On the Sharp End of the Spoke

To get back from Las Vegas, I booked a ticket with American for LAS-LAX-JFK.  While it seems odd to fly west to go east, the fare rule I would have used to get back to JFK on a direct flight covered transiting LAX as well (so the price was the same) and the last flight from LAS to LAX sufficient to connect to a LAX-JFK redeye left far later than the last LAS-JFK flight (so I got more time in Las Vegas).

American’s corporate parent, AMR Corporation, loves to issue press releases emphasizing its “cornerstone strategy.”  In layman’s terms, it means eliminating most nonhub-to-nonhub flying for the airline.  Due to thunderstorms in Miami, our aircraft was progressively delayed by about two hours in arriving in Las Vegas, delaying our departure.  While it’s hard to fault American for not having an “extra aircraft” to spare as any sensible airline attempts to run its planes at capacity rather than leave them idle, there’s a bit of irony in my choice of a 737 rather than an MD-80 to avoid potential mechanical delays (and a subsequent risk of a mis-connect).  At least with the MD-80, the plane would have been coming from LAX or DFW rather than MIA.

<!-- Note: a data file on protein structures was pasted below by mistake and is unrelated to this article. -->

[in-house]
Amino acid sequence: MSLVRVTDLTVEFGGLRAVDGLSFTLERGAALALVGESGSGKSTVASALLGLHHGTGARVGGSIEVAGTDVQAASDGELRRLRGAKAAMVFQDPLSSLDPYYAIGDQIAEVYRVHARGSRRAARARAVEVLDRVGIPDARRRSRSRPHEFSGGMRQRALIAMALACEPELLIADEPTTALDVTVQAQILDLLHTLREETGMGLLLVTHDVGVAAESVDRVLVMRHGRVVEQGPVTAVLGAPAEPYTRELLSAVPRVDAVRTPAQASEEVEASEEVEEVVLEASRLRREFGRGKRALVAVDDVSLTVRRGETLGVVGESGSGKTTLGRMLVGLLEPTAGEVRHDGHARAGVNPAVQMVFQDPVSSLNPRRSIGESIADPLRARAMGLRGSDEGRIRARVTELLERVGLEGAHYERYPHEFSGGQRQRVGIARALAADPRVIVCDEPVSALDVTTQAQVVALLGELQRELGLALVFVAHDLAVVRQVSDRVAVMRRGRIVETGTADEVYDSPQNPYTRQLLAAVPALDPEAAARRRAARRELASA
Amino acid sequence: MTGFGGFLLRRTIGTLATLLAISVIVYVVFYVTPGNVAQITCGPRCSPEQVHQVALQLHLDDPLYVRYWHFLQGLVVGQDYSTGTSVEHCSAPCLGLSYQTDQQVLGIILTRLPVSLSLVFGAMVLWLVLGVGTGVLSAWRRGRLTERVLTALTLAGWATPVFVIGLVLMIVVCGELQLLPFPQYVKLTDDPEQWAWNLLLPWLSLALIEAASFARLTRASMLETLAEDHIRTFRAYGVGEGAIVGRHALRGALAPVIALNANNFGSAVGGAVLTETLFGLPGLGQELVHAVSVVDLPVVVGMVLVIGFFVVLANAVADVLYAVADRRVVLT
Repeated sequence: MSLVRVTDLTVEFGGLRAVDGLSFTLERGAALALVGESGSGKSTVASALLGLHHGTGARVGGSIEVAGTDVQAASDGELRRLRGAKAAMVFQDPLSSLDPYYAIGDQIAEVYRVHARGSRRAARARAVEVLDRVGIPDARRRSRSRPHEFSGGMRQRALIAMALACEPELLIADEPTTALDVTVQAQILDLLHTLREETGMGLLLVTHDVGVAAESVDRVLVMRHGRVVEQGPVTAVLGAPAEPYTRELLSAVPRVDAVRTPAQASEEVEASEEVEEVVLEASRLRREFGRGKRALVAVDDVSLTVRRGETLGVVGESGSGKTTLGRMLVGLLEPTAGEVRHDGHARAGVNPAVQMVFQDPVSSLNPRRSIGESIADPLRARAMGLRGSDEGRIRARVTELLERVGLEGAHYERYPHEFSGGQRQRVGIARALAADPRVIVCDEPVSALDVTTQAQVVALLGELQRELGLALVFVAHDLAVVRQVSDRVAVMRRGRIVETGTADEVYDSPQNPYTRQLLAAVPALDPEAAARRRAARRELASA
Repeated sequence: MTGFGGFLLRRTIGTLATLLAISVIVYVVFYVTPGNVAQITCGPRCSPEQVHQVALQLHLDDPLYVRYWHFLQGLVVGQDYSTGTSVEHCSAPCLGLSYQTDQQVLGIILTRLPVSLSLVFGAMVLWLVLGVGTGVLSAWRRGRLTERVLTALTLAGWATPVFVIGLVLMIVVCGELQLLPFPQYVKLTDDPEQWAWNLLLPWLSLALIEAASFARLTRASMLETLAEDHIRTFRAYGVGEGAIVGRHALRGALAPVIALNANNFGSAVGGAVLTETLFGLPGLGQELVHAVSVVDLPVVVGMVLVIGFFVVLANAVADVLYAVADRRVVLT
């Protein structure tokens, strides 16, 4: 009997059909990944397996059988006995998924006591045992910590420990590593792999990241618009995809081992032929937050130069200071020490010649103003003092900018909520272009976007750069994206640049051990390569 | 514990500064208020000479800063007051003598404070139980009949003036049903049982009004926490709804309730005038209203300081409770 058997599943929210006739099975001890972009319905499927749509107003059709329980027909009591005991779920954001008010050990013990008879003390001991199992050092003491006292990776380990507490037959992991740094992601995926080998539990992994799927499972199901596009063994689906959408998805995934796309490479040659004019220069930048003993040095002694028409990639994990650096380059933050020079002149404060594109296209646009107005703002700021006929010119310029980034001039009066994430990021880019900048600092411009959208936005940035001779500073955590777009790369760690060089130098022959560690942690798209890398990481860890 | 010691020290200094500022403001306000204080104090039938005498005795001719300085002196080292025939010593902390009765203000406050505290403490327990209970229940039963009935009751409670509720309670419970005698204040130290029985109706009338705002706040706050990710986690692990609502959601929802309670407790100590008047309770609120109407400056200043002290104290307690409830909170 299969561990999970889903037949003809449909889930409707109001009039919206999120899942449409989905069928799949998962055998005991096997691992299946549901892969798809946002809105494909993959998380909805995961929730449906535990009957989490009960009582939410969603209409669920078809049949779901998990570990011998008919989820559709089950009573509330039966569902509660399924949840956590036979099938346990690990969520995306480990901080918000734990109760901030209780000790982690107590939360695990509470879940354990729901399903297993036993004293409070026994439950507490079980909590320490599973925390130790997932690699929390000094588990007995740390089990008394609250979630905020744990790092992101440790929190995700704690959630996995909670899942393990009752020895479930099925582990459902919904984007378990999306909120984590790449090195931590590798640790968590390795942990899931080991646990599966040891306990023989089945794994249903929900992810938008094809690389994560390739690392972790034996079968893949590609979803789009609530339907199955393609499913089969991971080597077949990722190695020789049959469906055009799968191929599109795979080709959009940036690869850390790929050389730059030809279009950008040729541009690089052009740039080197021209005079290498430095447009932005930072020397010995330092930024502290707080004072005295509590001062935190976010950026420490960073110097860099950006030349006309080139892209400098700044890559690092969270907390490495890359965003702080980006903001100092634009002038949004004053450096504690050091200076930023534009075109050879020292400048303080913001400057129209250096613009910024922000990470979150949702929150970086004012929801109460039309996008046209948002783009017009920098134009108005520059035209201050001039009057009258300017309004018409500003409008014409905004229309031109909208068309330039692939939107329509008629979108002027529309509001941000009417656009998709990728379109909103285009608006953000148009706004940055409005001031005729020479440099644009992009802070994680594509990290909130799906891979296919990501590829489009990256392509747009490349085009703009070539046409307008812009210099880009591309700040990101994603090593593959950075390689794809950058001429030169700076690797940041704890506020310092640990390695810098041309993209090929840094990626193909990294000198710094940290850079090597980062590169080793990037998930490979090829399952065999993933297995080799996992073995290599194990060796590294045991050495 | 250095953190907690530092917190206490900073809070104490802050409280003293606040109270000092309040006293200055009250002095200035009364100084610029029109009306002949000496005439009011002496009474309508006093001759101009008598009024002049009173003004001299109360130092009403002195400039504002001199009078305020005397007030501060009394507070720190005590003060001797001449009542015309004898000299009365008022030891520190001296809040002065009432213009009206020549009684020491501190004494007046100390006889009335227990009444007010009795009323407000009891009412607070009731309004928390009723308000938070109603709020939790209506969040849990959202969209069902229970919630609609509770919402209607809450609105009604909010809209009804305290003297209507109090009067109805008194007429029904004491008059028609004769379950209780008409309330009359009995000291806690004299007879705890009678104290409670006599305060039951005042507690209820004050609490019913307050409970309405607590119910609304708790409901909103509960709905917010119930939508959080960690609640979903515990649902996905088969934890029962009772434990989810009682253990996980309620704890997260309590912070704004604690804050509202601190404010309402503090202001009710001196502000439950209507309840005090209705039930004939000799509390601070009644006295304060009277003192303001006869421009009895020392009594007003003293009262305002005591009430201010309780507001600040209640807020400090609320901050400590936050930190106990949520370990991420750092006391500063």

Prior to heading to the airport, I saw my flight was already delayed an hour.  Upon reaching the airport, I called the American elite desk and switched over to the later (11:45PM) redeye from LAX to avoid mis-connecting to my original, 9:30PM departure.

We pushed back from the gate and then started heading towards the runway, only to park parallel to it on the tarmac due to a ground delay caused by the weather at LAX.  Out of my eighty or so flights touching LAX, this amounted to my first LAX-triggered weather delay.  A call to the American desk once again protected me onto the last seats of a LAX-DFW-LGA routing in order to ensure I’d make it to New York by Monday morning.  Surrounding me in the exit row were a number of passengers who had to make progressively tighter connections onto Qantas flights to Australia, so my potential woes paled in comparison.

My upgrade to business class cleared for the LAX-JFK segment, so I wound up in seat 7D.

I found this seat to be inferior to United’s business class seats on p.s.  The seat seemed either a bit narrower or the armrests a bit higher, leaving me between two less-than-optimal choices of where to rest my arms while sleeping.  A quick glance at SeatGuru confirms that American’s seats are quantitatively narrower and have less pitch than those on p.s.

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